Personally, I know that I can particularly stubborn, so for me the best solution is to ask myself “What if I’m wrong?” Any designer knows the exact reasoning behind every conscious decision in their creation process, so any form of critique offered to the creator can be met with great resistance if they are unwilling to listen. Put yourself in your team member’s shoes. Ask yourself “Am I wrong?” Listen not only to the suggestion, but the reasons behind it. Having someone turn around and say “I think this boss room is too big” after you’ve spent a lot of time on a design can be frustrating, but sometimes a compromise is easily found. If your programmer thinks your boss room is too big because of performance issues, then there may be other ways to solve the problem, such as reducing render distance or number of bad guys per wave. Make sure to listen very carefully to the comments your team make to ensure that you’re both on the same wavelength. After all, you and your team are working towards making the best game possible, and a second opinion – a specialist opinion in particular – can make your game even better if you know how to respond to such critique.
“If your team feels like they share ownership of your game, they will feel more passionate about and dedicated to the project.”
Trust your team. When designing parts of the game, don’t feel like it’s necessary to fill your designs with an incredible amount of detail. As long as you have a general idea of how you want a feature to be implemented, feel free to leave some blanks. Your specialists are likely to have excellent ideas when implementing and developing your ideas, but if you force them to follow your instructions to a tee you are likely to stifle their creativity. Compare “I need you to create this red pulsing teleport with closing metal doors that glows white when you use it” to “I need you to design a teleport that fits in this space.” By removing all these restrictions, your design team can feel that they are making a real contribution to the game instead of just following orders, and if your team feels like they share ownership of your game, they will feel more passionate about and dedicated to the project.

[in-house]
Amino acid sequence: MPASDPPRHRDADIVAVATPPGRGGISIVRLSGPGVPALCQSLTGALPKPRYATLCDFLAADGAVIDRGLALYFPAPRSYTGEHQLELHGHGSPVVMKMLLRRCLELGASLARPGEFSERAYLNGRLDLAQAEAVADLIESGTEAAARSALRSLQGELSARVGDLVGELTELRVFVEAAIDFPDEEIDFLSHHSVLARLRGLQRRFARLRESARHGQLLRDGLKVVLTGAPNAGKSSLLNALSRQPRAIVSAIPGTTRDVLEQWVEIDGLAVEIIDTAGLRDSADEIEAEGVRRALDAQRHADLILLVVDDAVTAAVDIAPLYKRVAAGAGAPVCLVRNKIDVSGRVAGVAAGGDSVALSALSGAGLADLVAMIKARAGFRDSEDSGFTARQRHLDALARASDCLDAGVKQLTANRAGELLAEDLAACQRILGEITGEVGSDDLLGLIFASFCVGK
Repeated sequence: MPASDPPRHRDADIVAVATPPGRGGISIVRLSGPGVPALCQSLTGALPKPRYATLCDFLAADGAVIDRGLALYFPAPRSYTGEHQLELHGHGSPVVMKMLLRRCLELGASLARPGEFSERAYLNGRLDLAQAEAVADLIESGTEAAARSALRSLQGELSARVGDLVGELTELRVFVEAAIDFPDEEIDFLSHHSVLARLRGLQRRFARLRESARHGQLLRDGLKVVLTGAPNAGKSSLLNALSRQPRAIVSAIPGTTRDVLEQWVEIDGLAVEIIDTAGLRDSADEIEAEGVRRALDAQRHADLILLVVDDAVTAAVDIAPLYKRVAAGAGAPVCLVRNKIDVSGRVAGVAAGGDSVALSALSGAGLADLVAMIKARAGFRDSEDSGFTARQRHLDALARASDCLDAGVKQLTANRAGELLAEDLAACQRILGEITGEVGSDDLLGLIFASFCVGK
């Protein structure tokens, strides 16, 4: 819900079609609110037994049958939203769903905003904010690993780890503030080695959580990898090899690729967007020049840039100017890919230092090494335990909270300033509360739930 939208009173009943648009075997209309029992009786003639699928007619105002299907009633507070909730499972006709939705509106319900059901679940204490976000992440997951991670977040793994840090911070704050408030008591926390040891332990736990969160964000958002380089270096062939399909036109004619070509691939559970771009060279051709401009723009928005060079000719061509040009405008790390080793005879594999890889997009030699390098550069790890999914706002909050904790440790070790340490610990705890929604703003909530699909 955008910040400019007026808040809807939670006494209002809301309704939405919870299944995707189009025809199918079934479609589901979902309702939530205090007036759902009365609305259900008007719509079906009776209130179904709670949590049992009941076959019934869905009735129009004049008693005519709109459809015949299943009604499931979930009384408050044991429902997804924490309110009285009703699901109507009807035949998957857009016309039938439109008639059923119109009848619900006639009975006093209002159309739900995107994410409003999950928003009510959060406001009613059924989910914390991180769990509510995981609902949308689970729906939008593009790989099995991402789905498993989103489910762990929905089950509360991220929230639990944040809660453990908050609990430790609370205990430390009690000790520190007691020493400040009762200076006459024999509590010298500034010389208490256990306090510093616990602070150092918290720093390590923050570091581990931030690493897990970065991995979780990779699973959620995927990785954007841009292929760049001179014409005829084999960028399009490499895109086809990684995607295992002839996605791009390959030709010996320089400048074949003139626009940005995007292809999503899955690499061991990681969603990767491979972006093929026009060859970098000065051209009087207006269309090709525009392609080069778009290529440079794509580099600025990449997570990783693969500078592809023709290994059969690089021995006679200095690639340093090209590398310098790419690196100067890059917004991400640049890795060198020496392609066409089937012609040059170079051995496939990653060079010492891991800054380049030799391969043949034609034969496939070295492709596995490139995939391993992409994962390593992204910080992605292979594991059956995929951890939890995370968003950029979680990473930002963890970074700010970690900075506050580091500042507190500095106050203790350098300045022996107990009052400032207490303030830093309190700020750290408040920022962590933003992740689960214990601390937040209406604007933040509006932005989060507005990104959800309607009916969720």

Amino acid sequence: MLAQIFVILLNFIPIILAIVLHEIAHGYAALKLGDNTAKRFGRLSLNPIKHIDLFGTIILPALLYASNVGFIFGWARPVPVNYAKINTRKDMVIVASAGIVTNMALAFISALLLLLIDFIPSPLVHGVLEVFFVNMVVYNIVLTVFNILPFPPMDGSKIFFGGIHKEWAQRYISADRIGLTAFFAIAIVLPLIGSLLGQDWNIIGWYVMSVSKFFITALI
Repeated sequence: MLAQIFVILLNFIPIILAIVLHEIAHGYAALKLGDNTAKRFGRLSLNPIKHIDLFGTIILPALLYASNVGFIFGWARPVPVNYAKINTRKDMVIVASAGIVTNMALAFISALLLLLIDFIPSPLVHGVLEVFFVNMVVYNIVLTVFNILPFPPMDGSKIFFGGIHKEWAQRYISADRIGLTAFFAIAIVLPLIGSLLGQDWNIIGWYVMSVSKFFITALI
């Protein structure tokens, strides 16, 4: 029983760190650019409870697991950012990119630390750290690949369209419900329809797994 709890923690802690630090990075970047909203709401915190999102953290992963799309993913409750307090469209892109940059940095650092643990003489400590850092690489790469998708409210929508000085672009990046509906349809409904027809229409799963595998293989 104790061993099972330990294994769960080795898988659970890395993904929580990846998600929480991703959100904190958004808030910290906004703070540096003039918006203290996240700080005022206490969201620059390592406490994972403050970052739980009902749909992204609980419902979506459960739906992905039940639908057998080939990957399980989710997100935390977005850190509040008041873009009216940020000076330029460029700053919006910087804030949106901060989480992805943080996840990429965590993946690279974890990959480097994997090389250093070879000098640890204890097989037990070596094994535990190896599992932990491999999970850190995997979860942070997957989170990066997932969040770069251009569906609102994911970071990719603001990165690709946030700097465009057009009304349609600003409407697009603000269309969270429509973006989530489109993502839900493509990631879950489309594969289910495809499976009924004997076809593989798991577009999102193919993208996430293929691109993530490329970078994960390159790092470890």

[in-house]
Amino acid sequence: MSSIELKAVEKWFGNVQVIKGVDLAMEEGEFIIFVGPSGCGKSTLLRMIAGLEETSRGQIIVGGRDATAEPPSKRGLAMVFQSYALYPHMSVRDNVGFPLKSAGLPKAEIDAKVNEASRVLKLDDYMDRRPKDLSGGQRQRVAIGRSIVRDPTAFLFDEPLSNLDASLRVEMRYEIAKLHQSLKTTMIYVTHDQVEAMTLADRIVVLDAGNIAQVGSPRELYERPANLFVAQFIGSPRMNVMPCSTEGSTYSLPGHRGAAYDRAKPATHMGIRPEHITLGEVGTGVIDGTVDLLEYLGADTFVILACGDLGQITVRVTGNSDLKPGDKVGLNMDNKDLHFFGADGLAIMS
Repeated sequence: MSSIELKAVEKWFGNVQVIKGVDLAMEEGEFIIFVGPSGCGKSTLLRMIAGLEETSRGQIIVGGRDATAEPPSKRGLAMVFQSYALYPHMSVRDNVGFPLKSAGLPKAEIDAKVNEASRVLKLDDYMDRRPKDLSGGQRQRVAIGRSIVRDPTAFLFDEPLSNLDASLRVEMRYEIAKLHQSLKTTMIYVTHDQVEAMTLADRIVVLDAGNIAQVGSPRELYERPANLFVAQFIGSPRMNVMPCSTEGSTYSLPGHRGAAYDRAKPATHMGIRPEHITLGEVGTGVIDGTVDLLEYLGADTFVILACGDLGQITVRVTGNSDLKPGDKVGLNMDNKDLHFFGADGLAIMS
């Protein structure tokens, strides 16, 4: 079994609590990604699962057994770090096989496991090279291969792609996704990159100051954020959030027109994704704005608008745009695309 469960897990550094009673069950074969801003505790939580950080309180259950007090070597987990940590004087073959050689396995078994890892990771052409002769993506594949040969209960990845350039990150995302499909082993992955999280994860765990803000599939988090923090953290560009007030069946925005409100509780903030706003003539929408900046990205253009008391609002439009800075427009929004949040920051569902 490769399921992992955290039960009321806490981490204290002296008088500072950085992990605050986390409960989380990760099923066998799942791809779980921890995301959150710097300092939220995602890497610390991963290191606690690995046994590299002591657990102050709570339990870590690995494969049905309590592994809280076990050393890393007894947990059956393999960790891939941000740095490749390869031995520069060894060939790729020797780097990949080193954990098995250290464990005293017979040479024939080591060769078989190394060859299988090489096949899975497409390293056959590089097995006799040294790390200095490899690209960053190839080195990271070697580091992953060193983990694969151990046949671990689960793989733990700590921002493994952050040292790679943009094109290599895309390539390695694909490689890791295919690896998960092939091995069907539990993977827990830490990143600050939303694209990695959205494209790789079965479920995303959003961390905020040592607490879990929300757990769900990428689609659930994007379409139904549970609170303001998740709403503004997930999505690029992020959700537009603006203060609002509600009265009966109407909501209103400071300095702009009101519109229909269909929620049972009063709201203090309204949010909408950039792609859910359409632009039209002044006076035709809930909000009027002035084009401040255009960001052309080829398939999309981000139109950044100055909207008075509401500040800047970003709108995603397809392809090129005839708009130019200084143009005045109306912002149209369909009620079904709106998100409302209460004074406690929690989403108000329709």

On this note, I should add that it is important to be very precise with your design specifications. There’s nothing worse than coming back to a team member a day after passing on some designs to see that a piece of ambiguous wording has led to the complete opposite of what you wanted. This could be something as fundamental as the difference between a top-down and a side-on perspective. While it is important to leave some space for creativity when passing design work between teams, being clear about the aspects that cannot be changed in your design specifications is just as important.
“Play to the strengths of your team.”
Undeniably, the most important pillar of teamwork is communication. The more closely you work together, the earlier you will catch a misunderstanding between your teams, which can save lots of time, money and grief in the long-run. Make sure to play to the strengths of your team and, most importantly, respect their ideas and opinions. Be the team member your colleagues can talk to when a conflict arises.
All in all, working alone is certainly a valid possibility where game development is concerned, but don’t rule out working in a team. It certainly doesn’t make your project any less significant, but it might just make your end product that much better.